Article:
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Protect Your Business With BOP Insurance Rather than buy property and liability insurance, go for the whole package with a business owner's policy.

By Mie- Yun Lee

Opinions expressed by Entrepreneur contributors are their own.


Rather than purchasing separate property and liability coverage,many small businesses opt to lump them together in what's knownas a Business Owner's Package policy (or BOP). For eligiblesmall and medium-sized businesses, a BOP is a comprehensive packagethat can be a potential bargain source of insurance.

Since you can't predict when you might be hit with a naturaldisaster or a lawsuit, purchasing a BOP is a good way to get basiccoverage when you're starting your business. No matter howremote these risks may seem, just one hurricane or onepersonal-injury claim can make all the difference.

What is a BOP?

Like general property insurance coverage, the property portionof the BOP offers named perils or all risk coverage. Some policieswill even include other types of property-related insurance such asextra expense policies as part of the package.

The liability portion of a BOP is structured quite similarly toa stand-alone Commercial General Liability (CGL) policy. Theprimary difference: A BOP gives you much less flexibility indetermining your coverage limits for particular claims. It'simportant, however, to note that a BOP does not includeprofessional liability insurance, which protects you from losses orexpenses resulting from claims of errors or omissions or negligencein your business.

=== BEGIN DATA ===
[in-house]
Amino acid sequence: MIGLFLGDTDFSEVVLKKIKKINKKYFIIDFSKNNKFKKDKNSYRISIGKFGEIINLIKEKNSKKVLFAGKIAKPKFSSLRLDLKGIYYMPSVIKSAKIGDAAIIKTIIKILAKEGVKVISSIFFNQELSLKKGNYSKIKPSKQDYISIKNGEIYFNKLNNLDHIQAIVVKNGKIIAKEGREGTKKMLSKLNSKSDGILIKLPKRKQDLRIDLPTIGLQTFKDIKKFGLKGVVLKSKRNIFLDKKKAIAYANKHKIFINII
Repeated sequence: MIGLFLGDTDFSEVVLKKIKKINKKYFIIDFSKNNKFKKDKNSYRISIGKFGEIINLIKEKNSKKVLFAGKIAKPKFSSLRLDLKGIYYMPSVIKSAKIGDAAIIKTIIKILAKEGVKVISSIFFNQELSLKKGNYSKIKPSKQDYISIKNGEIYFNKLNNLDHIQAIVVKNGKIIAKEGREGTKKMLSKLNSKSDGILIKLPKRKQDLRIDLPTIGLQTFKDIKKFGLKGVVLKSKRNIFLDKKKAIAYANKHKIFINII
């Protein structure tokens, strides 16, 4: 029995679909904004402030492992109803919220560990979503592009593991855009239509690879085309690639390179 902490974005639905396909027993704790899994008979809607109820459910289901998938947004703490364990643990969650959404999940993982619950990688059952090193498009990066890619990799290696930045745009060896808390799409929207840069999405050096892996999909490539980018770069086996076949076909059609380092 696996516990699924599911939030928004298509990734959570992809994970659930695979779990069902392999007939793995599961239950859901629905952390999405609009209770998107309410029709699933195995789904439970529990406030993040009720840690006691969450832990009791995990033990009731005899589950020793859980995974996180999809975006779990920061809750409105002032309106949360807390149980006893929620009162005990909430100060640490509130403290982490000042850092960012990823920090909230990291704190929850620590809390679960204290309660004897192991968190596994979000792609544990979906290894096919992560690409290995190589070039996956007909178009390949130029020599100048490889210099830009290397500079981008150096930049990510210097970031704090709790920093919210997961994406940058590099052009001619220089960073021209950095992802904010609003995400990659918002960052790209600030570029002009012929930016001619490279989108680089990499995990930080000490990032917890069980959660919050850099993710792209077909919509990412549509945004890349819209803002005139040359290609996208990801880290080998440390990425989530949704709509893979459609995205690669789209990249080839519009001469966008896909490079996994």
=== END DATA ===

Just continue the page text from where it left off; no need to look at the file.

Business interruption insurance is generally included in a BOP.Business interruption insurance covers lost income and expensesincurred when a company suffers disaster-related damage. Operatingexpenses that continue to roll in even if business is suspended,such as payroll, are also covered.

BOPs typically provide reimbursement for up to a year of lostrevenue resulting from an insured property loss.

Who needs to purchase a BOP?

Get free price quotes on BOP insurance at

Almost every small business should look into a businessowner's policy for basic coverage. But to qualify for a BOP,you have to meet certain criteria: The company should have 100 orfewer employees, and revenues should not be more than $1 million.For companies that exceed these two limits, purchasing insurance ala carte is probably the way to go, and Commercial GeneralLiability insurance is a good place to start.

While it is one of the most common types of insurance for smallbusinesses, some companies may find the coverage limits of BOPs tobe too low, or may not like the lack of flexibility on options likecoinsurance.

Keep in mind, however, that what the policy lacks in flexibilityit usually makes up for in lower premiums.

What about add-ons?

And although comprehensive, companies with a BOP will still needto purchase other coverage such as automobile insurance (alsocalled fleet insurance) and workers compensation separately.

For companies with particular risks specific to that industry,an insurance broker should be able to suggest types of additionalcoverage you may need to fully protect the company. For instance, adry cleaner would want to purchase additional coverage in case of amechanical breakdown since his or her business is so dependent onthe performance of the machinery.

Small businesses should always look into getting more liabilityinsurance than what is included in a BOP since the amount and kindof liability facing each business is typically specific to theirindustry. So a basic BOP usually won't be enough.

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